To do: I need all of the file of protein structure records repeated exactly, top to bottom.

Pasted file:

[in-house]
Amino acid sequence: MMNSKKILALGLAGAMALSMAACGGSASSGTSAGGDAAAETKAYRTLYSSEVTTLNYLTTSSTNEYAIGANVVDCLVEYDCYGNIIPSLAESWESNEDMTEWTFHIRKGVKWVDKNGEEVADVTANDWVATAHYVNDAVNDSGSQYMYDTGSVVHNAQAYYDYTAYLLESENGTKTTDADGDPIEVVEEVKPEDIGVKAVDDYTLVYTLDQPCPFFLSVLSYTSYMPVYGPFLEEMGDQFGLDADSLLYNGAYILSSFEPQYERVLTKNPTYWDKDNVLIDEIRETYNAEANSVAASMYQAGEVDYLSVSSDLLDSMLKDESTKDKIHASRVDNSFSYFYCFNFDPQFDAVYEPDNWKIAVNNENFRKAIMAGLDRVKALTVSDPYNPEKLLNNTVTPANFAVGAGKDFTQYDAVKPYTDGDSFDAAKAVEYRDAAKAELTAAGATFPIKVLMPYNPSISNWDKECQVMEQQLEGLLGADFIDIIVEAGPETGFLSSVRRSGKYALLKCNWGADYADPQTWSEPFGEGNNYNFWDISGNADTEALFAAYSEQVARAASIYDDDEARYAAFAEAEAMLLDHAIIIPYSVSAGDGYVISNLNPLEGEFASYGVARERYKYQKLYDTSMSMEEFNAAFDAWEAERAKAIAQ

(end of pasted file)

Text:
[in-house]
Amino acid sequence: MMNSKKILALGLAGAMALSMAACGGSASSGTSAGGDAAAETKAYRTLYSSEVTTLNYLTTSSTNEYAIGANVVDCLVEYDCYGNIIPSLAESWESNEDMTEWTFHIRKGVKWVDKNGEEVADVTANDWVATAHYVNDAVNDSGSQYMYDTGSVVHNAQAYYDYTAYLLESENGTKTTDADGDPIEVVEEVKPEDIGVKAVDDYTLVYTLDQPCPFFLSVLSYTSYMPVYGPFLEEMGDQFGLDADSLLYNGAYILSSFEPQYERVLTKNPTYWDKDNVLIDEIRETYNAEANSVAASMYQAGEVDYLSVSSDLLDSMLKDESTKDKIHASRVDNSFSYFYCFNFDPQFDAVYEPDNWKIAVNNENFRKAIMAGLDRVKALTVSDPYNPEKLLNNTVTPANFAVGAGKDFTQYDAVKPYTDGDSFDAAKAVEYRDAAKAELTAAGATFPIKVLMPYNPSISNWDKECQVMEQQLEGLLGADFIDIIVEAGPETGFLSSVRRSGKYALLKCNWGADYADPQTWSEPFGEGNNYNFWDISGNADTEALFAAYSEQVARAASIYDDDEARYAAFAEAEAMLLDHAIIIPYSVSAGDGYVISNLNPLEGEFASYGVARERYKYQKLYDTSMSMEEFNAAFDAWEAERAKAIAQ